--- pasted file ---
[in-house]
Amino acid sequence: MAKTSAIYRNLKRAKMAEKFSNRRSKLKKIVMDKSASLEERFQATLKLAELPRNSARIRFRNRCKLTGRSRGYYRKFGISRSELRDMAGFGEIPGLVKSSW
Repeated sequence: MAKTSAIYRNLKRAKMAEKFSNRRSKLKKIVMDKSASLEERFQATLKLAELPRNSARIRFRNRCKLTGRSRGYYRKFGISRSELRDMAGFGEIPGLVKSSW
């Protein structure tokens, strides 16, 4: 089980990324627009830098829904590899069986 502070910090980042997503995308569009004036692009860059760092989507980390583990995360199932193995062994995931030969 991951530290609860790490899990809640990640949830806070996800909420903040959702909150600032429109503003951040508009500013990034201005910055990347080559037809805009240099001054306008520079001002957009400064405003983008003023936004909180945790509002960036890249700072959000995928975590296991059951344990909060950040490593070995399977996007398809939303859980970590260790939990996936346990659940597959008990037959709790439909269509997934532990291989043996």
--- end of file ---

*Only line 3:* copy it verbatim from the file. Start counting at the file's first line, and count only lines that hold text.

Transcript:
Repeated sequence: MAKTSAIYRNLKRAKMAEKFSNRRSKLKKIVMDKSASLEERFQATLKLAELPRNSARIRFRNRCKLTGRSRGYYRKFGISRSELRDMAGFGEIPGLVKSSW